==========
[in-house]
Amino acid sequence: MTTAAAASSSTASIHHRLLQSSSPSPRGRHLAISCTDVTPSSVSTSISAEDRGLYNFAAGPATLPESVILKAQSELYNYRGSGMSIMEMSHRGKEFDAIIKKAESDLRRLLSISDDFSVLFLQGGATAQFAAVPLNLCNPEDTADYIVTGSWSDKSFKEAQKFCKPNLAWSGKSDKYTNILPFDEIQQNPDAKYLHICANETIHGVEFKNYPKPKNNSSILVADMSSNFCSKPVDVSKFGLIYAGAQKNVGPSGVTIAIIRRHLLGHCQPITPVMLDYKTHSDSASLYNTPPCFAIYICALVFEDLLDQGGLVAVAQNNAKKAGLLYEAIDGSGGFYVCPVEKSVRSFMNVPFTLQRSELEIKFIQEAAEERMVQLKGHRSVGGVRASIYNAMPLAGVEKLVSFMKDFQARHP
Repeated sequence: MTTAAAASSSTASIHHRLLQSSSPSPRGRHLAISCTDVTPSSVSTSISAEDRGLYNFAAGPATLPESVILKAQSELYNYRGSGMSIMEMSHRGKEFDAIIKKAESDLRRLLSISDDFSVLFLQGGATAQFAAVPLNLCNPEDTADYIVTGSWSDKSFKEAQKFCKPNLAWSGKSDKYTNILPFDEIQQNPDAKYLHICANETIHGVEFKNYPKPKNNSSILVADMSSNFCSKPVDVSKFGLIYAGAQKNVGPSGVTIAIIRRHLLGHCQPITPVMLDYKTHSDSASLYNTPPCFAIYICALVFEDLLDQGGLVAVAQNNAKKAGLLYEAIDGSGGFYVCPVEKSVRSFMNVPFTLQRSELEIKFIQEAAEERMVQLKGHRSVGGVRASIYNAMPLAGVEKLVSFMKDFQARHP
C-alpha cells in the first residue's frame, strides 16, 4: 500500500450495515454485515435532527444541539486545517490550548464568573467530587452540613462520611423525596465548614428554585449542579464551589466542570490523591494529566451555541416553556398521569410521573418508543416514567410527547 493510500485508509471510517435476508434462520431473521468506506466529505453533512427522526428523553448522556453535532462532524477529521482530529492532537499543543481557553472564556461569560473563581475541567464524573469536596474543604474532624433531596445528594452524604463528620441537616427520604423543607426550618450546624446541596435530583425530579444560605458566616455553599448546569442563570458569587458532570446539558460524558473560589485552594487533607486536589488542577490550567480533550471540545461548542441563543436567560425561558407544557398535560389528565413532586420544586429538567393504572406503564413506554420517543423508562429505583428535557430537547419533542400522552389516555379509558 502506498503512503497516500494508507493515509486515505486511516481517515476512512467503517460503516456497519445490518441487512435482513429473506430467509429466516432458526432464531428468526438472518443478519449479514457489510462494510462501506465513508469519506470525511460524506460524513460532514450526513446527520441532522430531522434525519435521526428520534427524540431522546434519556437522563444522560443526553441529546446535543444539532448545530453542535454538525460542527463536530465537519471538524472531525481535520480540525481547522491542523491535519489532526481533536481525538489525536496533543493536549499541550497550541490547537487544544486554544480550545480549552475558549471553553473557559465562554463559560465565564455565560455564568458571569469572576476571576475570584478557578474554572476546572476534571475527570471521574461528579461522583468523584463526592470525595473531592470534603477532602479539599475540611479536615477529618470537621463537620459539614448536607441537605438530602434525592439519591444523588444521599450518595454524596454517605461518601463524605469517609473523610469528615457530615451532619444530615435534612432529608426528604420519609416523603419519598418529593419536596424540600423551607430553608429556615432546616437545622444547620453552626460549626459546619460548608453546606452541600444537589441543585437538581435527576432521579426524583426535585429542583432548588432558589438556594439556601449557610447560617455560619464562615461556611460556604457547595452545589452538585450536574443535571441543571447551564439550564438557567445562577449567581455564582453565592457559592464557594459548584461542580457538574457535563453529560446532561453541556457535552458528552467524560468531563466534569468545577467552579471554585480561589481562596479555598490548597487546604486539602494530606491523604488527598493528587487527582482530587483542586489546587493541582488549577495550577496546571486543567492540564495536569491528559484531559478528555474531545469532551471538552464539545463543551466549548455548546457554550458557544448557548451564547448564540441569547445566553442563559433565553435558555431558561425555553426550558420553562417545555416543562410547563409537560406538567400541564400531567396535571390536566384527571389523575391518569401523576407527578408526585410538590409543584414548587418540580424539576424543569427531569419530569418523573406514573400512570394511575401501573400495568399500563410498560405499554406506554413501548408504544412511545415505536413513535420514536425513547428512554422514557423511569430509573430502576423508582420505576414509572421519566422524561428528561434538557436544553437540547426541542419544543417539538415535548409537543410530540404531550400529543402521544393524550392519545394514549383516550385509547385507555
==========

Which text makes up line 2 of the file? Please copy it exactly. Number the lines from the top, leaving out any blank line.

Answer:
Amino acid sequence: MTTAAAASSSTASIHHRLLQSSSPSPRGRHLAISCTDVTPSSVSTSISAEDRGLYNFAAGPATLPESVILKAQSELYNYRGSGMSIMEMSHRGKEFDAIIKKAESDLRRLLSISDDFSVLFLQGGATAQFAAVPLNLCNPEDTADYIVTGSWSDKSFKEAQKFCKPNLAWSGKSDKYTNILPFDEIQQNPDAKYLHICANETIHGVEFKNYPKPKNNSSILVADMSSNFCSKPVDVSKFGLIYAGAQKNVGPSGVTIAIIRRHLLGHCQPITPVMLDYKTHSDSASLYNTPPCFAIYICALVFEDLLDQGGLVAVAQNNAKKAGLLYEAIDGSGGFYVCPVEKSVRSFMNVPFTLQRSELEIKFIQEAAEERMVQLKGHRSVGGVRASIYNAMPLAGVEKLVSFMKDFQARHP